The Norman Transcript

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February 10, 2013

Fallin for restoring communities’ rights

NORMAN — Oklahoma Gov. Mary Fallin, in her State of the State address Feb. 4, called for the restoration of local rights for Oklahoma communities, which would allow Oklahoma communities to determine their own ordinances for smoke-free businesses, restaurants, bars and other areas.

The Tobacco Free Cleveland County Coalition works on the local level to prevent and help eliminate tobacco use in the community.

“Ten cities in Oklahoma have already stepped forward with resolutions that ask for the return of local control to determine our own 100 percent smoke-free workplace ordinances, and the governor is standing with us,” said ReRe Lunsford, chair of the TFCC. “We are at the tipping point of being able to make our communities healthier and more competitive by being smoke free. We hope cities in Cleveland County will join the effort by passing resolutions and showing support for the return of this right to our communities.”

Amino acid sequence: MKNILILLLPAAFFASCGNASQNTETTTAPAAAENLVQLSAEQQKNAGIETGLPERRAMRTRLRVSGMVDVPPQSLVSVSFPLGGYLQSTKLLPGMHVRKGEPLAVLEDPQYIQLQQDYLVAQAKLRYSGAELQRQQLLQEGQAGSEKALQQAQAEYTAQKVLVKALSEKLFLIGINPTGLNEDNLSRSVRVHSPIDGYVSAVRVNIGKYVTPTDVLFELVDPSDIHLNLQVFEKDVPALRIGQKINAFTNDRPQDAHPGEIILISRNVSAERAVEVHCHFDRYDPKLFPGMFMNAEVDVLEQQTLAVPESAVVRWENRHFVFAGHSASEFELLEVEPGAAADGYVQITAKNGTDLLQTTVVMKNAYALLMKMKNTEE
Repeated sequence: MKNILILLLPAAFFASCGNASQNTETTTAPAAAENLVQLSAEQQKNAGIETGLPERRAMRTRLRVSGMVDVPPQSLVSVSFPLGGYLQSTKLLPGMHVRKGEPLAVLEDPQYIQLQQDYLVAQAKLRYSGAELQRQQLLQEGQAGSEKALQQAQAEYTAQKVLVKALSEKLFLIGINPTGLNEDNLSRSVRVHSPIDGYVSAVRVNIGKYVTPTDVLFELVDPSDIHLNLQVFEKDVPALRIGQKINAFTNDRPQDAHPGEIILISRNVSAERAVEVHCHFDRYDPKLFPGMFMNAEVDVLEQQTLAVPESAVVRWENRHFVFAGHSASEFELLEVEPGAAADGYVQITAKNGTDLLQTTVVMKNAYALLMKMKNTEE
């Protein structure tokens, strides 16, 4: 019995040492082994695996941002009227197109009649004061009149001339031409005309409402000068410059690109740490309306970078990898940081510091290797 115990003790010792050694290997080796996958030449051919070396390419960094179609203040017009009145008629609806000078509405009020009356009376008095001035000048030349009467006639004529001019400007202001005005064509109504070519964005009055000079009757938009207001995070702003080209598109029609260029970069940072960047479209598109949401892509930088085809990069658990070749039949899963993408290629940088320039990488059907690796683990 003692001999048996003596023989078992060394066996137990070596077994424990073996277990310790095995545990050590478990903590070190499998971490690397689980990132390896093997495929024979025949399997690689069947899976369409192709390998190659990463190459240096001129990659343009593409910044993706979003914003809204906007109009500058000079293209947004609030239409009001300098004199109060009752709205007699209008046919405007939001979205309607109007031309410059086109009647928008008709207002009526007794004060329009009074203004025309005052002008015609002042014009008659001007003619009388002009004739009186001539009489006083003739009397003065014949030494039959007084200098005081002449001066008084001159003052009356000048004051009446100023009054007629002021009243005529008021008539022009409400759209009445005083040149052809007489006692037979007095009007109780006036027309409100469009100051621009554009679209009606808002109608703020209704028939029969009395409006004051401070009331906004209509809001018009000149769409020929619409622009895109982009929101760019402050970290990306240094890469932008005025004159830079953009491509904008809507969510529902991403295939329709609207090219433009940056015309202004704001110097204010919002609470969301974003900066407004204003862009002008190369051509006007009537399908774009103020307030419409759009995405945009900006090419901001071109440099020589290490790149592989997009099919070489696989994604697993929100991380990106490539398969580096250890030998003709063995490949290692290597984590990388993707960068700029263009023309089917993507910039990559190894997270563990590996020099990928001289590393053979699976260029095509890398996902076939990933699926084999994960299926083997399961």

Tobacco use is the leading cause of preventable death in Oklahoma. It costs more than 6,000 Oklahomans their lives each year, and the financial burden from tobacco use falls on every Oklahoma business and citizen.

“Not only is tobacco use taking a personal toll in increasing preventable disease and early death among Oklahomans, but its associated costs will endanger the economic growth of our communities and our state regionally if we fall further behind,” said Tracey Strader, Tobacco Settlement Endowment Trust executive director.

Currently, Oklahoma law prohibits municipalities from making smoking laws stronger than the state law. States that have passed locals laws and ordinances have experienced a decline in tobacco use rates and have saved millions of dollars and thousands of lives.

To date, ten communities in Oklahoma have passed resolutions supporting the restoration of local rights, including Oklahoma City, Sand Springs, Seminole, Tahlequah, Muskogee, Elk City, Hulbert, Prague, Clinton and Cordell. The Oklahoma State Board of Health and TSET board of directors also have passed resolutions in support of restoring local rights that allow cities to pass smoke-free workplace ordinances.

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